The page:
Miscellanies in Prose and Verse

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S. Fairbrother, 1721 - 279 pages

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Page 240 - When a Man's Thoughts are clear, the properest Words will generally offer themselves first; and his own Judgment will direct him in what Order to place them, so as they may be best understood.
Page 92 - Great wits love to be free with the highest objects, and if they cannot be allowed a God to revile or renounce, they will speak evil of dignities, abuse the Government, and reflect upon the Ministry...
Page 243 - As I take it, the two principal branches of preaching are, first, to tell the people what is their duty, and then to convince them that it is so.
Page 105 - To conclude : whatever some may think of the great advantages to trade by this favourite scheme, I do very much apprehend, that in six months...
Page 104 - ... for of what use is freedom of thought if it will not produce freedom of action ? which is the sole end, how remote soever in appearance, of all objections against Christianity...
Page 223 - Now from all Parts the swelling Kennels flow, And bear their Trophies with them as they go: Filth of all Hues and Odours seem to tell What Street they sail'd from, by their Sight and Smell.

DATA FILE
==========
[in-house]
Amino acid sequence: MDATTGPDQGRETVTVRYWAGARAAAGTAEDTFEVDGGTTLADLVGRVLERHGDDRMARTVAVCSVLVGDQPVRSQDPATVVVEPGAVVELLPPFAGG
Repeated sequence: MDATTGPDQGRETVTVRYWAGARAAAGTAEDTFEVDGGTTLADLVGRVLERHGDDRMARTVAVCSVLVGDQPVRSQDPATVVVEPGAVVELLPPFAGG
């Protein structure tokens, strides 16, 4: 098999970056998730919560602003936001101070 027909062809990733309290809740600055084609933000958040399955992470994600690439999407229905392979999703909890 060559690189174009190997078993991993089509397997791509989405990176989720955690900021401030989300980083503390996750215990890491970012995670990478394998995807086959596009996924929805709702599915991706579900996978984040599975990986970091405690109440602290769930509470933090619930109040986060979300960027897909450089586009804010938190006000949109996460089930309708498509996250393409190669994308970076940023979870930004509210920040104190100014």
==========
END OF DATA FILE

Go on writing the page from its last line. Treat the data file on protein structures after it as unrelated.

Page 99 - ... for the vulgar. Not that I am in the least of opinion with those who hold religion' to have been the invention of politicians, to keep the lower part of the world in awe by the fear of invisible powers; unless mankind were then very different to what it is now: For I look upon the...
Page 206 - Found his head fill'd with many a system ; But classic authors — he ne'er...
Page 223 - Triumphant tories, and desponding whigs, Forget their feuds, and join to save their wigs. Box'd in a chair, the beau impatient sits, While spouts run clattering o'er the roof by fits, And ever and anon with frightful din The leather sounds ; he trembles from within.
Page 42 - I should think that the saying, Vox populi vox Dei, ought to be understood of the universal bent and current of a People, not of the bare majority of a few representatives ; which is often procured by little arts, and great industry and application ; wherein those, who engage in the pursuits of malice and revenge, are much more sedulous than such as would prevent them.

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